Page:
Former New York City Mayor Mike Bloomberg struck a defiant tone Tuesday at a campaign stop in Miami, dismissing questions about the viability of his candidacy amid former Vice President Joe Biden’s surge ahead of Super Tuesday, while also acknowledging that a contested convention was his most likely path to the party’s nomination.
As the Democratic field narrows, Bloomberg -- a candidate who has spent more than half a billion dollars of his own money since launching his campaign 100 days ago -- acknowledged that a contested convention remained his best shot to secure the party’s nomination rather than earning a majority of pledged delegates before Milwaukee.
"I don't think I can win any other way," he said.
Asked if he wants a contested convention, Michael Bloomberg says, "I don't think that I can win any other ways," calling a contested convention a "democratic process." https://t.co/5YwR9W70i2 pic.twitter.com/wH4Uwd6eRN— ABC News Politics (@ABCPolitics) March 3, 2020
Super Tuesday -- when 14 states and one territory cast their ballots and nearly 1/3 of the total pledged delegates are up for grabs -- is a significant turning point in the 2020 presidential race. The candidates are not only tested on a national scale, but the results could potentially provide more clarity on who will ultimately face off against President Donald Trump come November.
It is also the first time Bloomberg will officially be on the ballot.
After saying hello briefly to the volunteers in his Miami campaign office, he headed straight for the microphone.
When pressed on whether he thought his campaign would pick up any wins on Tuesday, Bloomberg answered pointedly.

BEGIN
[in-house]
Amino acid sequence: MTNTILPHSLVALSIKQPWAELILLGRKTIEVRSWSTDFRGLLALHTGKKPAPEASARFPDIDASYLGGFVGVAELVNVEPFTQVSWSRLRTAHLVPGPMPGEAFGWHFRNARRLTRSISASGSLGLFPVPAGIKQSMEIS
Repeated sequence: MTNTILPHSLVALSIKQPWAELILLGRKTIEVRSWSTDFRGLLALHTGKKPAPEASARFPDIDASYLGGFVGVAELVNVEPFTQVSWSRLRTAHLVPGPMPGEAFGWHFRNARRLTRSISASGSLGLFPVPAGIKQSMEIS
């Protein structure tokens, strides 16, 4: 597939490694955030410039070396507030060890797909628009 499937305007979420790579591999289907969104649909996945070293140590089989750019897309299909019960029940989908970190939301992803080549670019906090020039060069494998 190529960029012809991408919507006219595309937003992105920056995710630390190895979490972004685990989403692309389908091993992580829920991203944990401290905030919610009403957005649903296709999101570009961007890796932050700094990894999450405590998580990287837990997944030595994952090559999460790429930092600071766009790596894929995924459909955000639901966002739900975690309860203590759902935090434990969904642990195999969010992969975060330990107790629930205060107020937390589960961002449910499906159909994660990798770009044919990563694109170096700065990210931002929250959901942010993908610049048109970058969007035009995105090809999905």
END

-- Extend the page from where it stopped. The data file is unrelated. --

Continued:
"I don't know whether we're going to win any," he said of the 15 contests, adding that it’s not about winning states, but about winning delegates.
Since Saturday’s primary in South Carolina breathed new life into former Biden’s campaign and Vermont Sen. Bernie Sanders -- then the perceived front-runner -- came in second, three candidates dropped out of the race: Businessman Tom Steyer, former South Bend, Indiana Mayor Pete Buttigieg and Minnesota Sen. Amy Klobuchar.
Shortly after, Klobuchar and Buttigieg put their support behind Biden, along with former Texas Rep. Beto O’Rourke -- also a former 2020 presidential candidate.
With only five candidates left in the race, questions have been raised on whether the billionaire still sees a path forward or has felt the heat to exit the race and join behind Buttigieg and Klobuchar, backing Biden as a moderate candidate.
After reporters asked him if his presence in the race would propel Sanders further toward the nomination or ultimately take votes away from Biden, Bloomberg shushed them.
"I don't know why that's the case," he said, later adding "Joe’s taking votes away from me."
"We have no intention of dropping out, we are in it to win it," he told reporters. "I don’t understand … why you would not ask everyone else that ... When you ask [Biden] that, you can call me."
The billionaire has come under scrutiny lately for his past, including alleged inappropriate comments toward his female employees under non-disclosure agreements, his record on race and criminal justice, and how he has leveraged his wealth in his campaign.
His Democratic rivals didn’t hesitate to bring these issues up on the debate stage either.
And while Bloomberg has kicked himself over his recent debate performances, he brushed off any notion that it would affect his campaign moving forward.
"I never wanted to be chief debater," he told reporters. "But I do want to be commander in chief."
While the Florida primary is still two weeks away, a Bloomberg campaign spokesperson said his trip to the Sunshine State is reflective of the billionaire's strategy, focusing in on swing states.
“Florida is the next major step in this election and we are looking ahead," the spokesperson said in a statement. "The Die is essentially cast in Super Tuesday states. Always said we were focusing on battleground states.”
As Democratic field narrows, Mike Bloomberg strikes defiant tone originally appeared on abcnews.go.com